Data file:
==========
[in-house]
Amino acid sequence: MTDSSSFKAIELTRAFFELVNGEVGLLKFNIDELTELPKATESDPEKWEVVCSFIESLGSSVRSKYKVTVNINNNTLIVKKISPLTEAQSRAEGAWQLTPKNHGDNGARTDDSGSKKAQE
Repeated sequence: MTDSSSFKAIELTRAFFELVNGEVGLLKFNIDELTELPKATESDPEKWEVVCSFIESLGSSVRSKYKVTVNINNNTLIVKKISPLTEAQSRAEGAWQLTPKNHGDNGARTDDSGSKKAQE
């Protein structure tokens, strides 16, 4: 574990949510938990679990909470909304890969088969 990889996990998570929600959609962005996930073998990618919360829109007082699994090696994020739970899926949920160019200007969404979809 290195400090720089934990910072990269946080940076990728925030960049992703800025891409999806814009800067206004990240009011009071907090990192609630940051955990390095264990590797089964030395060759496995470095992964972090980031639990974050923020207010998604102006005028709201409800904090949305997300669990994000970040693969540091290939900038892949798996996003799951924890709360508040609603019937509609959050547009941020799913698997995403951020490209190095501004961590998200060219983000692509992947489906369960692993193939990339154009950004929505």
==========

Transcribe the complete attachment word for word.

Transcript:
[in-house]
Amino acid sequence: MTDSSSFKAIELTRAFFELVNGEVGLLKFNIDELTELPKATESDPEKWEVVCSFIESLGSSVRSKYKVTVNINNNTLIVKKISPLTEAQSRAEGAWQLTPKNHGDNGARTDDSGSKKAQE
Repeated sequence: MTDSSSFKAIELTRAFFELVNGEVGLLKFNIDELTELPKATESDPEKWEVVCSFIESLGSSVRSKYKVTVNINNNTLIVKKISPLTEAQSRAEGAWQLTPKNHGDNGARTDDSGSKKAQE
């Protein structure tokens, strides 16, 4: 574990949510938990679990909470909304890969088969 990889996990998570929600959609962005996930073998990618919360829109007082699994090696994020739970899926949920160019200007969404979809 290195400090720089934990910072990269946080940076990728925030960049992703800025891409999806814009800067206004990240009011009071907090990192609630940051955990390095264990590797089964030395060759496995470095992964972090980031639990974050923020207010998604102006005028709201409800904090949305997300669990994000970040693969540091290939900038892949798996996003799951924890709360508040609603019937509609959050547009941020799913698997995403951020490209190095501004961590998200060219983000692509992947489906369960692993193939990339154009950004929505």